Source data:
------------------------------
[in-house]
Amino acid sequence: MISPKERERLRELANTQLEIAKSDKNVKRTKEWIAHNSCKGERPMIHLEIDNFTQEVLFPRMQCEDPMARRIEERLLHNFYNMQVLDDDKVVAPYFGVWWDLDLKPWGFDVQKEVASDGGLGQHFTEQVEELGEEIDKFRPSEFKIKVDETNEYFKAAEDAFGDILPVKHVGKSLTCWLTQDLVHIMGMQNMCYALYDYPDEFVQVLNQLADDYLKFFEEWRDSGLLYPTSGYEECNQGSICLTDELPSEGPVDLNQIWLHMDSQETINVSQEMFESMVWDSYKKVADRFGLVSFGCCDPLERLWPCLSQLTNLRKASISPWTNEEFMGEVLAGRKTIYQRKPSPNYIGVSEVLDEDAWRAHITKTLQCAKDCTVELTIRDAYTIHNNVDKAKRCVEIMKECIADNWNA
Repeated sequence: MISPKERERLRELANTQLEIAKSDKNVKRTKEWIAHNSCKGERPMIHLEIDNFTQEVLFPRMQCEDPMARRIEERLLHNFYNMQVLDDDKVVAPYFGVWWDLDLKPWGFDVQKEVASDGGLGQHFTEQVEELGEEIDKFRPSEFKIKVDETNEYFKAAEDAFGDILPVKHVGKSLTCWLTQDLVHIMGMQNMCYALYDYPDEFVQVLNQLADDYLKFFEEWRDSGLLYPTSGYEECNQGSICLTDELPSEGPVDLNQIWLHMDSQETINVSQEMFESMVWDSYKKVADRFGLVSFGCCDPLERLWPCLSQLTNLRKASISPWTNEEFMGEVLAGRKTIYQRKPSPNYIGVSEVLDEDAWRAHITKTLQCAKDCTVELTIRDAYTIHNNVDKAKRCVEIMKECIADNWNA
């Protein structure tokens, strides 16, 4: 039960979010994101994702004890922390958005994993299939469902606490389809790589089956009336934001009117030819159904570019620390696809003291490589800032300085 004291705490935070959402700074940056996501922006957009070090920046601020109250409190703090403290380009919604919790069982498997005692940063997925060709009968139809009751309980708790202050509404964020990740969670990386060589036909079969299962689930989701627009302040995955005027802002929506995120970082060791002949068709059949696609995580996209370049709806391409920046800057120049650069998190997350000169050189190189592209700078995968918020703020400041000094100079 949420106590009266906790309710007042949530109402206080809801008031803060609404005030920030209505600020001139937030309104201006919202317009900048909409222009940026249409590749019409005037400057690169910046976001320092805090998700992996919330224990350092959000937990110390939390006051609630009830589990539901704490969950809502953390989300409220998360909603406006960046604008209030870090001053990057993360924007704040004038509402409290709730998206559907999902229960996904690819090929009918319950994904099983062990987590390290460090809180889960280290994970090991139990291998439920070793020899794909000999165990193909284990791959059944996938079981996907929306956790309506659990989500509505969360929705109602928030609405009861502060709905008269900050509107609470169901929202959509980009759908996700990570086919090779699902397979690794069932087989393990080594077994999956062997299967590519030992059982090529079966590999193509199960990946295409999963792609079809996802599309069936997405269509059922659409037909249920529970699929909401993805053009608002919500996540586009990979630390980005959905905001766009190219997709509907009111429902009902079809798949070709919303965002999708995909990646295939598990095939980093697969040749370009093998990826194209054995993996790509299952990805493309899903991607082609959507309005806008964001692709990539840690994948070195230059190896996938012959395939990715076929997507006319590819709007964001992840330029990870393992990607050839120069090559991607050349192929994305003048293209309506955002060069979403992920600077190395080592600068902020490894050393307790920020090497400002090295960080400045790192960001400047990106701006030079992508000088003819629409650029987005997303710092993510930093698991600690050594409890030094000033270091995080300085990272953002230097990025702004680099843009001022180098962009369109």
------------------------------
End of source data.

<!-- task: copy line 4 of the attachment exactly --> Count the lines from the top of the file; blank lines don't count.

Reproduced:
């Protein structure tokens, strides 16, 4: 039960979010994101994702004890922390958005994993299939469902606490389809790589089956009336934001009117030819159904570019620390696809003291490589800032300085 004291705490935070959402700074940056996501922006957009070090920046601020109250409190703090403290380009919604919790069982498997005692940063997925060709009968139809009751309980708790202050509404964020990740969670990386060589036909079969299962689930989701627009302040995955005027802002929506995120970082060791002949068709059949696609995580996209370049709806391409920046800057120049650069998190997350000169050189190189592209700078995968918020703020400041000094100079 949420106590009266906790309710007042949530109402206080809801008031803060609404005030920030209505600020001139937030309104201006919202317009900048909409222009940026249409590749019409005037400057690169910046976001320092805090998700992996919330224990350092959000937990110390939390006051609630009830589990539901704490969950809502953390989300409220998360909603406006960046604008209030870090001053990057993360924007704040004038509402409290709730998206559907999902229960996904690819090929009918319950994904099983062990987590390290460090809180889960280290994970090991139990291998439920070793020899794909000999165990193909284990791959059944996938079981996907929306956790309506659990989500509505969360929705109602928030609405009861502060709905008269900050509107609470169901929202959509980009759908996700990570086919090779699902397979690794069932087989393990080594077994999956062997299967590519030992059982090529079966590999193509199960990946295409999963792609079809996802599309069936997405269509059922659409037909249920529970699929909401993805053009608002919500996540586009990979630390980005959905905001766009190219997709509907009111429902009902079809798949070709919303965002999708995909990646295939598990095939980093697969040749370009093998990826194209054995993996790509299952990805493309899903991607082609959507309005806008964001692709990539840690994948070195230059190896996938012959395939990715076929997507006319590819709007964001992840330029990870393992990607050839120069090559991607050349192929994305003048293209309506955002060069979403992920600077190395080592600068902020490894050393307790920020090497400002090295960080400045790192960001400047990106701006030079992508000088003819629409650029987005997303710092993510930093698991600690050594409890030094000033270091995080300085990272953002230097990025702004680099843009001022180098962009369109």